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Author Topic: Piston to cylinder clearance  (Read 2325 times)

indian55-123

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Piston to cylinder clearance
« on: December 15, 2009, 03:03:00 AM »
I was looking through my manual for piston to cylinder clearance but nothing is given.
Does anybody know what the clearance is for a 55 500 Twin? I need to let the machinist know so he can finish the bore job. Also, what kind of finish is best on the crosshatch in the cylinder?  I've had the crank turned and balanced so I hope to start reassembly soon and I'm starting to get excited. Any help with these two new questions will be much appreciated.
                  Thanks, Duane

ScooterBob

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Re: Piston to cylinder clearance
« Reply #1 on: December 15, 2009, 04:00:12 PM »
I've been a Certified Master Engine Machinist for more years than I can count - The "rule of thumb" is .0015" per bore inch if you have no specs at all. The material that the piston is made from is a BIG determining factor in piston clearance. Old-style aluminum pistons with no silicone in the allow expand a LOT! Heating a 3" piston on the bench with a heat gun has shown me up to .006" EXPANSION - this would NOT be a good deal in a bore where you have .002" clearance! The theory is that you let it warm up SLOWLY and the piston won't seize, hopefully. High silicone alloy pistons (Keith Black Hypereutectic for instance) expand very little - and the expansion is quite carefully controlled with the casting of the piston. It is not uncommon to clearance these types of pistons at .002" in a four-inch bore. Forged pistons require a bit more claerance as well as they expand a bit - in a three-inch bore, I'd not be afraid of up to .006" depending on the piston type.

All-in-all, the thing to keep in mind is that the bore is STRAIGHT and ROUND. These two factors allow the bore to be "loose enough to run" without risking piston slap or a tendency to smoke like a Southern Barbecue grill on start up. If you are a civilsed rider - go tight - if you plan to run the eyes out of it - loosen it up just a little and enjoy! I hope this helps a little!
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rotorwrench

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Re: Piston to cylinder clearance
« Reply #2 on: December 16, 2009, 10:13:42 PM »
That falls right in with the "rule of thumb" that scooter bob mentioned. I'm sure that if boring and honing ended at that spec or maybe slightly more clearance, then you shouldn't have any problems if bedded in carefully.

indian55-123

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Re: Piston to cylinder clearance
« Reply #3 on: December 17, 2009, 01:07:32 AM »
Yes , scooter bob had it right on. I forgot to ask the machinist why he needed to know how smooth I wanted the cylinder honed but I will ask tomorrow when I pick the parts.
Everything I've read about these engines says to bed in very carefully for the first 1000 mi. Thats probably why the pistons and cylinders were so trashed.
Thanks again for the feedback, I certainly appreciate it. Maybe if I keep at it I'll be able to pass something along to the next bewildered one.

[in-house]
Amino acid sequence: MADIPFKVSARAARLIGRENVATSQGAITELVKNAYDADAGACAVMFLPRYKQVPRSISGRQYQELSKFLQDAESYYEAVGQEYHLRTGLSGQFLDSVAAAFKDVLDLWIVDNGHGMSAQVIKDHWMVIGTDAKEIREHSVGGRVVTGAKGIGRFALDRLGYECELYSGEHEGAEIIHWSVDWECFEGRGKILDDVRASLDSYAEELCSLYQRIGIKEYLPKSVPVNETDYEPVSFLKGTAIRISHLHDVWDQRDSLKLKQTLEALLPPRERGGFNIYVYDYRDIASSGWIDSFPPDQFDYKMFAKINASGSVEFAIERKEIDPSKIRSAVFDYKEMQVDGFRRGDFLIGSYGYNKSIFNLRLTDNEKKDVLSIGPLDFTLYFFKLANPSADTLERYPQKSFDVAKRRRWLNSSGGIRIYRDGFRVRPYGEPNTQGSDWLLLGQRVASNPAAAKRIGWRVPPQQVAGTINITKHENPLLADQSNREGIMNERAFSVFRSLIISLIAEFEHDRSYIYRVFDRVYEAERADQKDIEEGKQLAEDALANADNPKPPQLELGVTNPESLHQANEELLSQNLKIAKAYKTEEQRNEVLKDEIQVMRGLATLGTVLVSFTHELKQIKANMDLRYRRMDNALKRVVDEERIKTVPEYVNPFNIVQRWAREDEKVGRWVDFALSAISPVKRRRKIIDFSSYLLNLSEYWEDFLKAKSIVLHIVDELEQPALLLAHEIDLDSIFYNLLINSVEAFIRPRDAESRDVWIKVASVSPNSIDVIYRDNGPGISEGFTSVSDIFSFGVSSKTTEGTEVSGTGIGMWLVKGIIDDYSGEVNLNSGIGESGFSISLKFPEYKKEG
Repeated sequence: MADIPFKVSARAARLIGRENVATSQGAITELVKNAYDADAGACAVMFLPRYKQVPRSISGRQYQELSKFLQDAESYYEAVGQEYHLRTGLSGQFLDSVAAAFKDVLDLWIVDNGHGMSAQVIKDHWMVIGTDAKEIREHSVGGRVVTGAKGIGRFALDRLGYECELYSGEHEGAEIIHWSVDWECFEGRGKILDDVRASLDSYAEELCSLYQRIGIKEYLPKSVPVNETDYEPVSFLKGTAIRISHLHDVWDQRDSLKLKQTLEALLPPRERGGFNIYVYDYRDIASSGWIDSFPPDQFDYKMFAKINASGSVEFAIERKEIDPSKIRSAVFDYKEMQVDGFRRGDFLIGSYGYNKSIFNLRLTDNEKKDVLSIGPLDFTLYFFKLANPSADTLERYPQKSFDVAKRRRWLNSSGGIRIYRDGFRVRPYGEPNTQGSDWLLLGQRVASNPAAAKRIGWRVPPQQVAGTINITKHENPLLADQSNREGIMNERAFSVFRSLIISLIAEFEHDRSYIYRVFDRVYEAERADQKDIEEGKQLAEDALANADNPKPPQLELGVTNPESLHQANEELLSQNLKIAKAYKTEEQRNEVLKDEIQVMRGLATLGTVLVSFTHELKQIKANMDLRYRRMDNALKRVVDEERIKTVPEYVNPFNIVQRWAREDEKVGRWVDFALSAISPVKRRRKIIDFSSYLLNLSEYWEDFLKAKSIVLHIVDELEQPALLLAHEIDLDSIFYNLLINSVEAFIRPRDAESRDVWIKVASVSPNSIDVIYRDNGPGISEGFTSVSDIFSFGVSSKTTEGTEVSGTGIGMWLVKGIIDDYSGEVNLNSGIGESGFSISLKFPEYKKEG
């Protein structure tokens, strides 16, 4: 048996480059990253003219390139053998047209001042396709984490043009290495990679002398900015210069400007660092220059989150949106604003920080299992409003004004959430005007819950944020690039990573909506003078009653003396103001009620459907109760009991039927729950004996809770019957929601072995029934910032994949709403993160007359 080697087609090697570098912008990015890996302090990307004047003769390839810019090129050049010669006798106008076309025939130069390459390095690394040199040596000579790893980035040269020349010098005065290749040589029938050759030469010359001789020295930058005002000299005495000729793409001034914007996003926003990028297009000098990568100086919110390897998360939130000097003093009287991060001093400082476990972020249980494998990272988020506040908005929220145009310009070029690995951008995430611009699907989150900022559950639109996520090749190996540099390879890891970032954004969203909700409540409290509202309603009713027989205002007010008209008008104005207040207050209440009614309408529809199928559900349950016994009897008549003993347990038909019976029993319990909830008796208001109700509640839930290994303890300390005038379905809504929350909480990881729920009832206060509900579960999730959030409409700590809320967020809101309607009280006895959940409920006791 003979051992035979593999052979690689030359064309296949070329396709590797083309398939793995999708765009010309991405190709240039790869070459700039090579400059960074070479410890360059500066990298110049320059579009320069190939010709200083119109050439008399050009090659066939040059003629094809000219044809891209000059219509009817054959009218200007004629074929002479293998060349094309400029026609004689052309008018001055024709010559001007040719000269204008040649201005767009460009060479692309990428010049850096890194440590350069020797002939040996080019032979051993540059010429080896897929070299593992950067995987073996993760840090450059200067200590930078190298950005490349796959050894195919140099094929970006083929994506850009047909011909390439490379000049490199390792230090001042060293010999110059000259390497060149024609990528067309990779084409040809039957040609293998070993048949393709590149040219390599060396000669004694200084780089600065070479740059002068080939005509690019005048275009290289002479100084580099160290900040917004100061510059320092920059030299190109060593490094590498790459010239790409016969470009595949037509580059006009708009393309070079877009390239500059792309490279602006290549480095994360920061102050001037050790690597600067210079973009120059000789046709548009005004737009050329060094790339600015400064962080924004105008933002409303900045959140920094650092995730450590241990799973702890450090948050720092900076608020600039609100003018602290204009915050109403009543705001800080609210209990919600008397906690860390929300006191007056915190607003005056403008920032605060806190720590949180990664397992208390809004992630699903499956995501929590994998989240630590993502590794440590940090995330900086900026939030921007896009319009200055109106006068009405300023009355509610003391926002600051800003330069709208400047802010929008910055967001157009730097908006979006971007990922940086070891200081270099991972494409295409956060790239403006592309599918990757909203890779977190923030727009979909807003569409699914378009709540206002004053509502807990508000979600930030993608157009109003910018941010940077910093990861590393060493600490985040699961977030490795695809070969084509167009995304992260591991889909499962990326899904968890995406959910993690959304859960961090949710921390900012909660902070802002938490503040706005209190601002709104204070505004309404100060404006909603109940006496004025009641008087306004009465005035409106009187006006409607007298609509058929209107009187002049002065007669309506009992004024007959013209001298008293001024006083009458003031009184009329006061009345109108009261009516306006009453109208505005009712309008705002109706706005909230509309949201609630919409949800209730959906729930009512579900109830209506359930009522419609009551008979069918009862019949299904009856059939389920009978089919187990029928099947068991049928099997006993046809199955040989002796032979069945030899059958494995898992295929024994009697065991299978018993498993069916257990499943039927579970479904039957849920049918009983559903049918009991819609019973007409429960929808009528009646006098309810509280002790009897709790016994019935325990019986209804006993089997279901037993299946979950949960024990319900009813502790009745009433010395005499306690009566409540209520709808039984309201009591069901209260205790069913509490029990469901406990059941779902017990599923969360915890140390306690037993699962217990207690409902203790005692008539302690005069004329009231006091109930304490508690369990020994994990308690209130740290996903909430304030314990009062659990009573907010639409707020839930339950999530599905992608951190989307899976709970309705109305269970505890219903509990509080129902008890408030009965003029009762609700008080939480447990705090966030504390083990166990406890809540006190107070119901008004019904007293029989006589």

Thanks again, Duane

Rammo

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Re: Piston to cylinder clearance
« Reply #4 on: November 15, 2012, 10:38:30 AM »
Hi

What would be the clearence if the cylinder barrel is pumping out oil via the piston gap and also heavy smoke. Can i say the cylinder barrel to piston is having more than a clearence of .002.

Thanks
Ram

ERC

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Re: Piston to cylinder clearance
« Reply #5 on: November 15, 2012, 10:41:54 PM »
The factory spec for original pistons is .005" the ring gap is .012- .015. If you have some aftermarket ones you should get the specs they recommend. Scooter Bob covered it pretty well.  ERC
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Arizoni

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Re: Piston to cylinder clearance
« Reply #6 on: November 15, 2012, 10:59:46 PM »
Scooter Bob's recommendation of .0015" per inch would result in a aluminum piston in a cast iron cylinder clearance of around .005" (.126mm).

Normally, oil burning and smoking is a sign of worn out piston rings, not of excessive piston to bore clearance.

Excessive piston to bore clearance is usually noted by the knocking sound of piston slap.
Jim
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SRL790

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Re: Piston to cylinder clearance
« Reply #7 on: November 17, 2012, 05:16:46 PM »
I'm not sure about the 500 twin pistons but the bullet pistons are oval and tapered.  Measure piston front to back at the bottom of the skirt (widest point) and use this to figure out the clearance.

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ERC

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Re: Piston to cylinder clearance
« Reply #8 on: November 17, 2012, 11:12:39 PM »
The 500s are the same.  ERC
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Arizoni

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Re: Piston to cylinder clearance
« Reply #9 on: November 18, 2012, 01:45:14 AM »
Using the .0015"/inch value with the 64mm (2.5197")  bore shown for the 500 twin in the book "Royal Enfield -The Postwar Models", the piston to cylinder clearance should be 0.0038 inches.
Jim
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barenekd

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Re: Piston to cylinder clearance
« Reply #10 on: November 18, 2012, 02:38:55 AM »
The book on solid tapered pistons is.004 at the bottom and .006 at the top. If the pistons are split skirt .0035 at the bottom, .0045 at the top. Current thinking on honing is to keep the walls smooth.
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